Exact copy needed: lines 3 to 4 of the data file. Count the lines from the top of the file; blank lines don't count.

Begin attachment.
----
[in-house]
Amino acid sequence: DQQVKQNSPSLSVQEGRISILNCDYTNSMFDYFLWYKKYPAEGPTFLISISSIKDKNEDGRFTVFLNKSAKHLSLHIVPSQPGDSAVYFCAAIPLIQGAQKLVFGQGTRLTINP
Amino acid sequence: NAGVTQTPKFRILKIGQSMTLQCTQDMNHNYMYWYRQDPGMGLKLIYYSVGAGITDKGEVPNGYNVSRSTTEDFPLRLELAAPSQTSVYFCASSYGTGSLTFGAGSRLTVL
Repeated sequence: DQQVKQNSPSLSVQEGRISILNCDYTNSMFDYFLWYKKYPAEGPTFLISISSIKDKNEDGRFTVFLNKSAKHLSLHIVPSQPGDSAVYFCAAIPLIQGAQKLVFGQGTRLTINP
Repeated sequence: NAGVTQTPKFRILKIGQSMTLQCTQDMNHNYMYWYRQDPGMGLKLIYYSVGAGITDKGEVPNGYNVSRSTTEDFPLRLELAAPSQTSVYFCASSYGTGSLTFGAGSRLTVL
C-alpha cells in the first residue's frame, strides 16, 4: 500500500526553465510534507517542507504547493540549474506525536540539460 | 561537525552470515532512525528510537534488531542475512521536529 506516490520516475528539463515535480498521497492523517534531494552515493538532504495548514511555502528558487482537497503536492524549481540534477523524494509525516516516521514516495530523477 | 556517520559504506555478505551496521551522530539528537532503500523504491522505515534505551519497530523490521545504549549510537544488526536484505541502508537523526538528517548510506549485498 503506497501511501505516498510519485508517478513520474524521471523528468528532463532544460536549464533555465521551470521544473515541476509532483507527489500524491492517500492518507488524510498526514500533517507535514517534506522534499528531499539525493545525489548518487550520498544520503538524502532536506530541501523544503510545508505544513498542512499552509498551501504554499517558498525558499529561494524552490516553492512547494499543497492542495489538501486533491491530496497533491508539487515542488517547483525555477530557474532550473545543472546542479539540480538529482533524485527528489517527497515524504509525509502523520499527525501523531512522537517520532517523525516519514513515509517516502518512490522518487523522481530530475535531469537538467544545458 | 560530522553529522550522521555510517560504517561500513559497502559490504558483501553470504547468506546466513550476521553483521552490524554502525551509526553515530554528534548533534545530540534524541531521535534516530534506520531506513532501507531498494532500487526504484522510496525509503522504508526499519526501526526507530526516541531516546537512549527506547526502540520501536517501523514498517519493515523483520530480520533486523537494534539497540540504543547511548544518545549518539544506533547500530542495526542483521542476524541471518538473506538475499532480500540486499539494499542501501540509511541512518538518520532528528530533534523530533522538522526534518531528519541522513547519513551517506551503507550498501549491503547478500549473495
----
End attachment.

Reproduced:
Amino acid sequence: NAGVTQTPKFRILKIGQSMTLQCTQDMNHNYMYWYRQDPGMGLKLIYYSVGAGITDKGEVPNGYNVSRSTTEDFPLRLELAAPSQTSVYFCASSYGTGSLTFGAGSRLTVL
Repeated sequence: DQQVKQNSPSLSVQEGRISILNCDYTNSMFDYFLWYKKYPAEGPTFLISISSIKDKNEDGRFTVFLNKSAKHLSLHIVPSQPGDSAVYFCAAIPLIQGAQKLVFGQGTRLTINP